Letter to the editor: With spring rain, be prepared to prevent flooding

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To the editor:

The warm temperatures and sunshine are a welcome sight. As we prepare to work in the yard and flowerbeds, we also need to get ready for the rain. Here are some helpful tips.

First, make sure the road curb inlets are cleaned off. Over the winter, debris and leaves can get piled on top of them, causing the water to pond in the roadway. This debris needs to be cleaned up and not swept down the drain. In addition, when you mow your yard, do not blow or sweep the yard clippings into these drains. Most drains outlet to ponds or streams. By sweeping the debris into the drain, it could cause them to clog or wash chemicals into the ponds. The debris could also fill up the bottom of the ponds with silt and debris or cause algae.

The other thing to check is yard inlets or beehive grates. Look down in them to make sure the water is moving. We often find these to be blocked by tree roots, which causes the water not to flow. If you live on a retention pond, you should check the pipes into and out of the pond to make sure there are no trees growing on or near the pipes. In addition, make sure the water can flow in and out and there is not any debris, trash or weeds blocking the flow. If you live near an open ditch or stream, make sure the channel is open and not blocked by beaver dams or trees that have fallen over the winter.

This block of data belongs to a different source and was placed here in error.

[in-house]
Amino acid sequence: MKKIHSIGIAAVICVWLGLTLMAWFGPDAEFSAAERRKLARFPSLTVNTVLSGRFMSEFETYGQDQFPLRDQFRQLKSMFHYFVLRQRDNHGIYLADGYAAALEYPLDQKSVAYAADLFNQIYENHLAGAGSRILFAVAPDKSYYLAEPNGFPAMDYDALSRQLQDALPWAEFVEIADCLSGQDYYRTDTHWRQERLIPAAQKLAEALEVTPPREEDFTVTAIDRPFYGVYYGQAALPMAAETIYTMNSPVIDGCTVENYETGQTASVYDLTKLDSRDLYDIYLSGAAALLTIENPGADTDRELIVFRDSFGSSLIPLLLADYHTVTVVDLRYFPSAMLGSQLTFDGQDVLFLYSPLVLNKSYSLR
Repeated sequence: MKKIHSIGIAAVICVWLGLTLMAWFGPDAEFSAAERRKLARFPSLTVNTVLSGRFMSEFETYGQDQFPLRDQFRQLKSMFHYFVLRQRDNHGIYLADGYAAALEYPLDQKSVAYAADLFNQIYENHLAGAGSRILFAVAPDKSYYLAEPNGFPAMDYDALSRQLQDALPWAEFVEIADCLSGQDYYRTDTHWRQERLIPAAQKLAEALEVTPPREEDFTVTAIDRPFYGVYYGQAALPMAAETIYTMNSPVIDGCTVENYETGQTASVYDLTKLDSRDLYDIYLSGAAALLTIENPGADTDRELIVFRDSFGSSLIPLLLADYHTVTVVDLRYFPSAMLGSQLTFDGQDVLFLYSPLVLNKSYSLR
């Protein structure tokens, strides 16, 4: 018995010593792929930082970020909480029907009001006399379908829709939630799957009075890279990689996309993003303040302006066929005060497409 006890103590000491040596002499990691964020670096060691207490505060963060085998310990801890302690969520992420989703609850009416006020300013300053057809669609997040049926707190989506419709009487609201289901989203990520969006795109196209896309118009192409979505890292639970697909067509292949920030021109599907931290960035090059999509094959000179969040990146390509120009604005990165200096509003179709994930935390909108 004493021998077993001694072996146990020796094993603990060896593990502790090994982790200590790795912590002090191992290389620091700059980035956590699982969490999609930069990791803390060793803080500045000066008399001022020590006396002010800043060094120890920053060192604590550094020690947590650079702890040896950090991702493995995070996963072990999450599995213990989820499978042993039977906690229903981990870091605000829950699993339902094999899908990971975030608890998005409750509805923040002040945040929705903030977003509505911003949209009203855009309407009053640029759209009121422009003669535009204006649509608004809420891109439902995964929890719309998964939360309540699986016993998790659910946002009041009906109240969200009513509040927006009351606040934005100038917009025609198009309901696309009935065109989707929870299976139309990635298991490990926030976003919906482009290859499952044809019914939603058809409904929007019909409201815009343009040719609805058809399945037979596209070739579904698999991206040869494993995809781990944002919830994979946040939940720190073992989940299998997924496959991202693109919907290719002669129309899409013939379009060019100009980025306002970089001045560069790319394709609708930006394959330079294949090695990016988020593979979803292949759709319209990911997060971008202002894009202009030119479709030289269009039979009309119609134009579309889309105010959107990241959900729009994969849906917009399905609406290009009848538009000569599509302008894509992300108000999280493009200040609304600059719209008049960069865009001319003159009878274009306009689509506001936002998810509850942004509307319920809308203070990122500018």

You should check your gutters to make sure they are open and flowing and also check sump pumps to make sure they are working properly.

In addition, if you are in an area that is prone to flood make sure you have flood insurance. Most homeowner’s insurance policies do not cover flood damage. A new flood insurance policy takes 30 days to become effective. Waiting for the unknown or after the storm is too late. Talk with your local insurance agent or visit www.floodsmart.gov for more information. They also have information on being prepared for a flood.

If we do have a flood, do not drive through a flooded area or walk through flowing water. It only takes 6 inches to knock you off your feet. Stay away from power lines and electrical wires. Be alert to gas leaks and turn off gas. If your house does flood, remove all contents and drywall and flooring. To prevent future flooding, consider raising the structure or flood-proofing and flood vents.

Susan Bodkin

Greenfield

Susan Bodkin is the Hancock County surveyor.